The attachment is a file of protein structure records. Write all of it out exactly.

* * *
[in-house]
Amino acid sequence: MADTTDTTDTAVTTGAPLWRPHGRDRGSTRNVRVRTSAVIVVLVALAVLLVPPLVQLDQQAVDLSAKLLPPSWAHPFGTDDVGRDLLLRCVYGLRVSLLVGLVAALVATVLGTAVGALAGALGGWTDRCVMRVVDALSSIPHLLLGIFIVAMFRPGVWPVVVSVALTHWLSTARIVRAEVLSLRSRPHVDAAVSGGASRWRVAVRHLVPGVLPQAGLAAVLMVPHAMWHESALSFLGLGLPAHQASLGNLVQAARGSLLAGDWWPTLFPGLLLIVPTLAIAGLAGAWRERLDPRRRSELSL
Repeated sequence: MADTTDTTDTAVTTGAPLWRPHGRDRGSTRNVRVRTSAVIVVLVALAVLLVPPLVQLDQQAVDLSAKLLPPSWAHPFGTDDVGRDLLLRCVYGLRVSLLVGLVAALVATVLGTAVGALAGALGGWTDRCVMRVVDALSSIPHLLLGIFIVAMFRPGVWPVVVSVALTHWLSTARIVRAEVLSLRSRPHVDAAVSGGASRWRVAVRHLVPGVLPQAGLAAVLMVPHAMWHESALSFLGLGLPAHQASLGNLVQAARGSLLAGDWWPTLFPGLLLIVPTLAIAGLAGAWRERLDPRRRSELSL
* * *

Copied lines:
[in-house]
Amino acid sequence: MADTTDTTDTAVTTGAPLWRPHGRDRGSTRNVRVRTSAVIVVLVALAVLLVPPLVQLDQQAVDLSAKLLPPSWAHPFGTDDVGRDLLLRCVYGLRVSLLVGLVAALVATVLGTAVGALAGALGGWTDRCVMRVVDALSSIPHLLLGIFIVAMFRPGVWPVVVSVALTHWLSTARIVRAEVLSLRSRPHVDAAVSGGASRWRVAVRHLVPGVLPQAGLAAVLMVPHAMWHESALSFLGLGLPAHQASLGNLVQAARGSLLAGDWWPTLFPGLLLIVPTLAIAGLAGAWRERLDPRRRSELSL
Repeated sequence: MADTTDTTDTAVTTGAPLWRPHGRDRGSTRNVRVRTSAVIVVLVALAVLLVPPLVQLDQQAVDLSAKLLPPSWAHPFGTDDVGRDLLLRCVYGLRVSLLVGLVAALVATVLGTAVGALAGALGGWTDRCVMRVVDALSSIPHLLLGIFIVAMFRPGVWPVVVSVALTHWLSTARIVRAEVLSLRSRPHVDAAVSGGASRWRVAVRHLVPGVLPQAGLAAVLMVPHAMWHESALSFLGLGLPAHQASLGNLVQAARGSLLAGDWWPTLFPGLLLIVPTLAIAGLAGAWRERLDPRRRSELSL